VAT cannot be claimed by businesses who buy cars which are to be ‘made available’ for private use, which includes travelling between home and work. This generally means that the VAT can only be claimed when the car is to be used as a taxi or for driving instruction, for example.
However, where VAT is incurred on the purchase of commercial vehicles (such as vans, lorries and tractors) and they are to be used for business purposes, then the full amount of VAT is recoverable (subject to any partial exemption restriction). HMRC confirm that small amounts of incidental private use can be disregarded. Note that if the private use is anything more than incidental, a self-supply charge or restriction to the amount of VAT to be claimed should be considered.
The confusion tends to be in relation to combination vans and car-derived vans and what makes these a commercial vehicle, rather than a regular passenger car. For VAT purposes, a car is defined as a motor vehicle with three or more wheels designed to carry passengers that has rear accommodation with side windows. This does not include:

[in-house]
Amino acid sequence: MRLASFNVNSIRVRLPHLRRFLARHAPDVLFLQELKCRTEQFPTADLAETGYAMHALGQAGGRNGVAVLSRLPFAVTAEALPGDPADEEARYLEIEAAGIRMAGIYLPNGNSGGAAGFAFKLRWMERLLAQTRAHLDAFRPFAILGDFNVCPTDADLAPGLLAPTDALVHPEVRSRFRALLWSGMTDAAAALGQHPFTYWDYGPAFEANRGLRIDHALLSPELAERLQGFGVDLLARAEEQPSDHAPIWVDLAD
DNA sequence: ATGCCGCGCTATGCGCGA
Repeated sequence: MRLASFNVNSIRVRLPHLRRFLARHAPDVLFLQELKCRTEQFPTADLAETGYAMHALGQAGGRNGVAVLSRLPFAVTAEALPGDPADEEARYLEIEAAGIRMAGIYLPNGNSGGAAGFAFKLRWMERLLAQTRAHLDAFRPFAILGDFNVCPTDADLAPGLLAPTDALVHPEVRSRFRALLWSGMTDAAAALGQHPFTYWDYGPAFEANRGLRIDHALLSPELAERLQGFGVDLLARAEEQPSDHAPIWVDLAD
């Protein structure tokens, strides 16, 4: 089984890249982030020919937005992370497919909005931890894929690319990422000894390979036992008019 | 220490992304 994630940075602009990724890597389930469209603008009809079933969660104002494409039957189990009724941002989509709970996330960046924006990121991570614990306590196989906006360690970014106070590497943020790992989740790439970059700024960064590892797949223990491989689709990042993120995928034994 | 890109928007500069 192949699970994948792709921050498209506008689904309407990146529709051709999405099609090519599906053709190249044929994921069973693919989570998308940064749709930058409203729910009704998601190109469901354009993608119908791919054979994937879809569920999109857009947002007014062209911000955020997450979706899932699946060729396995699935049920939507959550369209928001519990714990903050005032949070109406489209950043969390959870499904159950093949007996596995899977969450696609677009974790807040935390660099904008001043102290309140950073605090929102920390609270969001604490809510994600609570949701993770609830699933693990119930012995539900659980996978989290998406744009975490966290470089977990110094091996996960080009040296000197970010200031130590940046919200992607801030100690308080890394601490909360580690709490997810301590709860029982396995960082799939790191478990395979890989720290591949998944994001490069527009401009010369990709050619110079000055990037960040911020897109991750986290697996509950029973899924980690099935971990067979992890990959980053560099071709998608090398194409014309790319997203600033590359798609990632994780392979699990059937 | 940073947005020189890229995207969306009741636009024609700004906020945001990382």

- Vehicles capable of accommodating less than two people, or more than eleven people seated
- Vehicles with an unladen weight of more than three tonnes
- Vehicles designed to carry a payload of one tonne or more; and
- Special purpose vehicles not designed for passenger transport (such as ice cream vans or recovery vehicles)
The VAT treatment of input tax incurred on a specific model of vehicle may differ to a seemingly identical model of vehicle. It is important to recognise whether the vehicle in question is either a commercial vehicle, a car derived van, a combination van or a regular passenger car before purchase. Getting this apparently ‘simple question’ right can be the difference between being able to claim VAT or not.